I have a confession to make. I am a breast cancer survivor and I have never been a fan of the pink ribbon. Just admitting that sounds strange and I can almost hear the gasps coming from fellow survivors and pink ribbon proponents. The pink ribbon has a strong message and it carries a lot of power. I am not trying to diminish any of that. I am just stating it does not reflect my journey.
October was Breast Cancer Awareness month and we were awash in pink. Far beyond the humble pink ribbon, consumers can buy pink watches, pink scarves, pink t-shirts and hats. Professional sport teams wore pink shoes, gloves and strips of pink mixed with their team colors. Pink boas were wrapped jauntily around the necks of those who walked for three days in the name of beating this disease. I am for all of that. I am grateful for the awareness of this deadly killer but cancer of any form is a scourge to humanity. It doesn’t discriminate. It attacks any gender, any age, any socioeconomic group. It can happen to one of any race, of any religion. No one is immune.
I am not sure why I feel the way I do about the pink ribbon. Maybe because once I had breast cancer, it was assumed that I would embrace this badge of courage. I recall the information kit I was given at my doctor’s office shortly after my diagnosis. It was encased in a lovely pink bag. As I battled through treatment I was given gifts of the pink ribbon, bracelets and pins, necklaces, earrings, embossed scarves, coffee mugs and socks, a pink nail polish made especially to honor October. Everywhere was that little twist of pink. So much love and support, so much strength. Except I did not connect with it. I didn’t see myself as wanting to display the battle I went through. Maybe I fervently wanted life to go back to the way it was and that little ribbon was a constant reminder that it never would be.
I do not begrudge anyone who embraces the pink ribbon. It represents something for them I could never imagine. Cancer and the battle to fight it is a very personal journey, any illness is, despite the fact that everyone around you is affected also. A person is faced with so many what ifs and not any guarantees. You are trying to hang onto to some semblance of control even as your body spirals out of your control. Instead you become the property of doctors, nurses, a vast myriad of tests, of the powerful, sickening drugs. A life disrupted. When treatment is done, it’s not really done. There’s a level of mistrust that the cancer is truly gone. There are years of physical, mental and spiritual recovery. There will always be fear of recurrence.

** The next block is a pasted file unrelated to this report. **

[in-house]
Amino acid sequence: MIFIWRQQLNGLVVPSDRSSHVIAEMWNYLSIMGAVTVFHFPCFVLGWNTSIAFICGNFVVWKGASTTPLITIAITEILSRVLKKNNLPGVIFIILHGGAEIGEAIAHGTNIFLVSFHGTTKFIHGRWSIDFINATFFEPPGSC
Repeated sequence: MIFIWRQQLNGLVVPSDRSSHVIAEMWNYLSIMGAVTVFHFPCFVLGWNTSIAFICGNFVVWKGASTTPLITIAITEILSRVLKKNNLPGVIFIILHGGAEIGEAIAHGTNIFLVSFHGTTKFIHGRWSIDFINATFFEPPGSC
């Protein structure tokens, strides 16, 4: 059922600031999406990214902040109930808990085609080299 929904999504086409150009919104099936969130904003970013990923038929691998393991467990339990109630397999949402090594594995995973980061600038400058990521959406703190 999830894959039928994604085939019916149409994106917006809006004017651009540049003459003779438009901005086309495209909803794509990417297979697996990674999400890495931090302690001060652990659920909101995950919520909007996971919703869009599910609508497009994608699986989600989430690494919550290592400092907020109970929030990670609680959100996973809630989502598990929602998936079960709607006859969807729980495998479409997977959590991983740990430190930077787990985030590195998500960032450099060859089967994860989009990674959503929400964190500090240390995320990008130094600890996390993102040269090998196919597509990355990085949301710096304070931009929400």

In so many ways the pink ribbon is a symbol of hope, perseverance and defiance. Women, and men too, wear it proudly, wear it in solidarity, in support and for love. But it’s not any of that for me. When October rolls around and everything under the sun is available in pink, I just don’t feel it. I often get strange looks when I express this. I feel as though they wonder how I could possibly reject the pink ribbon that is the blazing symbol of that reluctant sisterhood. I am not sure how to explain it to them except to say that my defiance is a different color.
The pink ribbon represents the continued fight against breast cancer, a fight we seem to be slowly winning. No one is more for that than I am. But I will do it incognito. I do not need to wear any pink to symbolize the fight. The fight was inside me and it was not pink. It was black with rage and grey with fatigue. It was white with hope and green with envy and blue with fragile days of peace. Not a shred of pink in sight.
It’s important for people to have a symbol to rally around. Sometimes in their own sadness and despair it’s the one thing they can cling too. I am happy for those who find comfort in the joy the pink ribbon brings. But I will find my comfort from another source. And keep the prayers for a cure moving forward.